Death – the last sleep? No, it is the final awakening.
— Walter Scott
Today, astronomer Clyde Tombaugh’s ashes will pass within 7,800 miles of Pluto, the planet he discovered.
The astronomer’s ashes are stored on New Horizons, the NASA space probe that on Tuesday will make its closest pass to the icy dwarf planet at the edge of our solar system. New Horizons will allow scientists to get their closest, most detailed look at the planet so far in history.
Tombaugh isn’t the only human to be buried in the vast expanses space, even though our time there has been limited. The first space burial was Star Trek creator Gene Roddenberry, whose ashes were brought aboard the space shuttle Columbia. Others who have been buried in space include Timothy Leary, Eugene Shoemaker, L. Gordon Cooper and James Doohan. If you want your own ashes in space, there’s a private company, Celestis, that will provide that service.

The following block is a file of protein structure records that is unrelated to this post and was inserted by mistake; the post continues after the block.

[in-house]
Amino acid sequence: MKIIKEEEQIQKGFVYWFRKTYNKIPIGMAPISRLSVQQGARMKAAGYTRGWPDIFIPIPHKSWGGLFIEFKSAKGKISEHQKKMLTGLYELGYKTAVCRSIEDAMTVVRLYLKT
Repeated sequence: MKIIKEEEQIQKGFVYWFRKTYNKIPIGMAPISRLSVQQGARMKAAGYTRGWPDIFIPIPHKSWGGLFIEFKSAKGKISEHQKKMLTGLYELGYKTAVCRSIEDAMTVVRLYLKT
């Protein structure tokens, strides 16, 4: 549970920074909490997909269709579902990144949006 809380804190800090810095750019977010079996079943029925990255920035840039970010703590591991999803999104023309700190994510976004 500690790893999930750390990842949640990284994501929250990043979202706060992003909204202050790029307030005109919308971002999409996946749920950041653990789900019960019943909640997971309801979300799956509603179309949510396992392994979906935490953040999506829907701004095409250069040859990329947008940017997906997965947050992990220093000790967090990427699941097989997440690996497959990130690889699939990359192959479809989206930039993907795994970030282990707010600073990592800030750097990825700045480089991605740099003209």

Tombaugh, who lived from 1906 to 1997, was a researcher at the Lowell Observatory when he discovered Pluto. He went on to teach at the New Mexico State University until his retirement.
Godspeed, Mr. Tombaugh!